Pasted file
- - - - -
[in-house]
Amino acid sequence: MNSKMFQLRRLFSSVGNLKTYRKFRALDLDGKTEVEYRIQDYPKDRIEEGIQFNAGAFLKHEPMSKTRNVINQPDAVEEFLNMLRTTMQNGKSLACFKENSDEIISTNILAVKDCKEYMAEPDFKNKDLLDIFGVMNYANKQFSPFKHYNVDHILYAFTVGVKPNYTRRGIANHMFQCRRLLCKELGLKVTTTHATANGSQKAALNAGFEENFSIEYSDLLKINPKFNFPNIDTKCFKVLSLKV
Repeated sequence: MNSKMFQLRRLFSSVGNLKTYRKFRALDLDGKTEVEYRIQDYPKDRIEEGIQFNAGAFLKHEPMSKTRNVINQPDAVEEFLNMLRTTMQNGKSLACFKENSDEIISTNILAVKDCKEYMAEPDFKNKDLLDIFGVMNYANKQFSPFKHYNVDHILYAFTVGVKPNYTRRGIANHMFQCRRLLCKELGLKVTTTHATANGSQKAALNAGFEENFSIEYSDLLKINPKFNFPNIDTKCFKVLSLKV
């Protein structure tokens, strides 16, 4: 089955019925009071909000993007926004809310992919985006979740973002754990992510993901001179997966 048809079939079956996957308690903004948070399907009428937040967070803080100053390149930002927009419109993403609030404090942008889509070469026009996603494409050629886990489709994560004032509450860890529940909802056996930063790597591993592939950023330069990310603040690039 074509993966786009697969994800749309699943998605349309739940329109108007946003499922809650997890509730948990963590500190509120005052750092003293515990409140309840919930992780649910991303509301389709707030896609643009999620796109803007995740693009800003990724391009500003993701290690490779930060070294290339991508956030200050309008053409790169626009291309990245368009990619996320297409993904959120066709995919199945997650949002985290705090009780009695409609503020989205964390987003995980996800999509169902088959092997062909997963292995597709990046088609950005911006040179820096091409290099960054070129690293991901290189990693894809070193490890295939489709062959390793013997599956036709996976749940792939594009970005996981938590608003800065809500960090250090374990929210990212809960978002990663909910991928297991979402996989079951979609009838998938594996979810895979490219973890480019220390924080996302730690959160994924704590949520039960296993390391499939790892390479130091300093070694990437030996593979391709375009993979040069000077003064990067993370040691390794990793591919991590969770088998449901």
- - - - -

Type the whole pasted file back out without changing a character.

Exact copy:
[in-house]
Amino acid sequence: MNSKMFQLRRLFSSVGNLKTYRKFRALDLDGKTEVEYRIQDYPKDRIEEGIQFNAGAFLKHEPMSKTRNVINQPDAVEEFLNMLRTTMQNGKSLACFKENSDEIISTNILAVKDCKEYMAEPDFKNKDLLDIFGVMNYANKQFSPFKHYNVDHILYAFTVGVKPNYTRRGIANHMFQCRRLLCKELGLKVTTTHATANGSQKAALNAGFEENFSIEYSDLLKINPKFNFPNIDTKCFKVLSLKV
Repeated sequence: MNSKMFQLRRLFSSVGNLKTYRKFRALDLDGKTEVEYRIQDYPKDRIEEGIQFNAGAFLKHEPMSKTRNVINQPDAVEEFLNMLRTTMQNGKSLACFKENSDEIISTNILAVKDCKEYMAEPDFKNKDLLDIFGVMNYANKQFSPFKHYNVDHILYAFTVGVKPNYTRRGIANHMFQCRRLLCKELGLKVTTTHATANGSQKAALNAGFEENFSIEYSDLLKINPKFNFPNIDTKCFKVLSLKV
């Protein structure tokens, strides 16, 4: 089955019925009071909000993007926004809310992919985006979740973002754990992510993901001179997966 048809079939079956996957308690903004948070399907009428937040967070803080100053390149930002927009419109993403609030404090942008889509070469026009996603494409050629886990489709994560004032509450860890529940909802056996930063790597591993592939950023330069990310603040690039 074509993966786009697969994800749309699943998605349309739940329109108007946003499922809650997890509730948990963590500190509120005052750092003293515990409140309840919930992780649910991303509301389709707030896609643009999620796109803007995740693009800003990724391009500003993701290690490779930060070294290339991508956030200050309008053409790169626009291309990245368009990619996320297409993904959120066709995919199945997650949002985290705090009780009695409609503020989205964390987003995980996800999509169902088959092997062909997963292995597709990046088609950005911006040179820096091409290099960054070129690293991901290189990693894809070193490890295939489709062959390793013997599956036709996976749940792939594009970005996981938590608003800065809500960090250090374990929210990212809960978002990663909910991928297991979402996989079951979609009838998938594996979810895979490219973890480019220390924080996302730690959160994924704590949520039960296993390391499939790892390479130091300093070694990437030996593979391709375009993979040069000077003064990067993370040691390794990793591919991590969770088998449901």